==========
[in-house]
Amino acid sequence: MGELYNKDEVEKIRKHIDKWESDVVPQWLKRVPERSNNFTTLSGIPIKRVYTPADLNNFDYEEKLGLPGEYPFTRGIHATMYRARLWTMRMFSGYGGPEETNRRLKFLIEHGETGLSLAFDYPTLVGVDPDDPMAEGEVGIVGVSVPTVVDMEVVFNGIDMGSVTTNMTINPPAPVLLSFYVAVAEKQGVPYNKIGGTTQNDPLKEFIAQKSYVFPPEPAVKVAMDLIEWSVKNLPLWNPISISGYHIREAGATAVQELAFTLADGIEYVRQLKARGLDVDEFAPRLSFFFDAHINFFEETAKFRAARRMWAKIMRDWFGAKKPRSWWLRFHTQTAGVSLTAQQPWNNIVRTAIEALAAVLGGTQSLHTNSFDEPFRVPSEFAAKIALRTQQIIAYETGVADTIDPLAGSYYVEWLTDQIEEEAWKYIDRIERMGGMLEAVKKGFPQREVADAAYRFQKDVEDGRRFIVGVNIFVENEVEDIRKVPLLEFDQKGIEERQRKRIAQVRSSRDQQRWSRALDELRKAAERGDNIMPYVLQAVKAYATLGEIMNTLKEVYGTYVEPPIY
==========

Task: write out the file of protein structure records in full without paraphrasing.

[in-house]
Amino acid sequence: MGELYNKDEVEKIRKHIDKWESDVVPQWLKRVPERSNNFTTLSGIPIKRVYTPADLNNFDYEEKLGLPGEYPFTRGIHATMYRARLWTMRMFSGYGGPEETNRRLKFLIEHGETGLSLAFDYPTLVGVDPDDPMAEGEVGIVGVSVPTVVDMEVVFNGIDMGSVTTNMTINPPAPVLLSFYVAVAEKQGVPYNKIGGTTQNDPLKEFIAQKSYVFPPEPAVKVAMDLIEWSVKNLPLWNPISISGYHIREAGATAVQELAFTLADGIEYVRQLKARGLDVDEFAPRLSFFFDAHINFFEETAKFRAARRMWAKIMRDWFGAKKPRSWWLRFHTQTAGVSLTAQQPWNNIVRTAIEALAAVLGGTQSLHTNSFDEPFRVPSEFAAKIALRTQQIIAYETGVADTIDPLAGSYYVEWLTDQIEEEAWKYIDRIERMGGMLEAVKKGFPQREVADAAYRFQKDVEDGRRFIVGVNIFVENEVEDIRKVPLLEFDQKGIEERQRKRIAQVRSSRDQQRWSRALDELRKAAERGDNIMPYVLQAVKAYATLGEIMNTLKEVYGTYVEPPIY